Tricia Love: Can you share your three favorite looks that highlight what it means to be an African American woman?

Larry Sims: I worked with Lupita when she had just done “12 Years A Slave.” We had this textured close shaved flat top and we put a Fred Leighton headband to finish it off. We wanted to keep her texture in alignment with her African background. The second is Sanaa Lathan with “Nappily Ever After.” She was so committed to telling the story of a Black woman’s hair. If you aren’t familiar, for African American women, the type of hair they wear can determine if they attract a successful man. In the movie she was in, she realized that she was engaged to someone who didn’t see her for who she was. She had to shave her whole head off. I held her hand when she shaved her actual head for the cameras. It was really awesome moment. The third and final look is what we created with Gabrielle on “America’s Got Talent.” We wanted to make sure that we could go with the middle part, messy beach way that is Gabrielle’s go-to look. We decided to use that as a stage and platform in the viewership as a voice for us. We hadn’t seen it on that platform before Mel B.

Tricia Love: I love that. How do you feel about three Black beauty queens winning Miss USA, Miss America, and Miss Universe? I thought since you’re an expert in the field, that might mean something to you.

Larry Sims: It’s groundbreaking to me. I am a huge fan of Vanessa Williams and I have followed her. I remember being a kid and feeling the excitement in the community when she won back in 1983 and 1984, and I’m so glad that people are just seeing the reflection of different shades of beauty. Men are celebrating that beauty. They’re celebrating natural textures; they’re celebrating women that aren’t wearing wigs; and that’s phenomenal to see, especially during this time when a lot of Black and Brown people are getting torn down in today’s society.

Tricia Love: Do you feel that people may be discouraged because of what’s come to light?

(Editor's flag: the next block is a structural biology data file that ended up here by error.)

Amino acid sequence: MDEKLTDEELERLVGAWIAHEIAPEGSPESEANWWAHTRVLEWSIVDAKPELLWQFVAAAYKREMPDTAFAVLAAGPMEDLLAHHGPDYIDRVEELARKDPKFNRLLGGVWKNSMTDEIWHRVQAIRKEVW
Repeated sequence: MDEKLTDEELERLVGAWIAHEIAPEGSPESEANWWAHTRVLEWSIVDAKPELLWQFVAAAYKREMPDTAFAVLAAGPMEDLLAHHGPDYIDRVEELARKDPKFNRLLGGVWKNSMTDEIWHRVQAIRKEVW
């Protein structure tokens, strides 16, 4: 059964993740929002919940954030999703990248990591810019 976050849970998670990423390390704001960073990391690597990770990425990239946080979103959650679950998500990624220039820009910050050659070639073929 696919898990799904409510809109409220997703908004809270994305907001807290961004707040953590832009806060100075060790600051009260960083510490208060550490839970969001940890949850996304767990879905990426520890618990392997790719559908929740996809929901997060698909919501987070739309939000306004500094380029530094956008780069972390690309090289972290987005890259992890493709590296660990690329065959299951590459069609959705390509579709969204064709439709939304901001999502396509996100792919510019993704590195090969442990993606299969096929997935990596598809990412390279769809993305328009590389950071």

Larry Sims: I think that a lot of the young kids didn’t have to live through the social injustices that our parents and grandparents had to go through. We’re used to fighting up to a certain age. This new fight is interesting because it’s not just us; it’s so many other different cultures that are supporting the movement. What I love about what is happening right now is that there is power in numbers. Silence is something that is obviously not going to fly. We know we are seeing results in terms of using our voices. I want us to encourage each other to continue to use our voices and support each other. I’ve seen videos of White kids going toe to toe with their parents about what is right versus wrong. You have to challenge these old ideologies. We have platforms

and we have to use it wisely to encourage the youth to continue to fight.

Tricia Love: What are your thoughts on showing a bit more compassion towards people who aren’t racist but need to open their minds a bit?

Larry Sims: When you think about what our parents and grandparents fought for, it really is simple, and I don’t think people really understand that if you haven’t lived the experience and walked in our shoes. We want to be treated equally. We’re not trying to ask for people to put us ahead of the game. We’re not trying to be positioned to be higher. We work hard. We don’t have a problem with putting in the work. When you really think about it, we’re not treated equally when we get caught by the cops. It’s just not happening. We don’t necessarily get equal opportunities in the workspace. Let’s not even talk about women because that’s a whole other conversation. We don’t get to be represented in the boardrooms when people are making decisions for us, and I think that those things are important. Our narratives need to be in magazines and publications. I think that our voices need to be heard. We need to be represented and our opinions matter. The problem is it’s 2020, and we still have so much more fighting to do.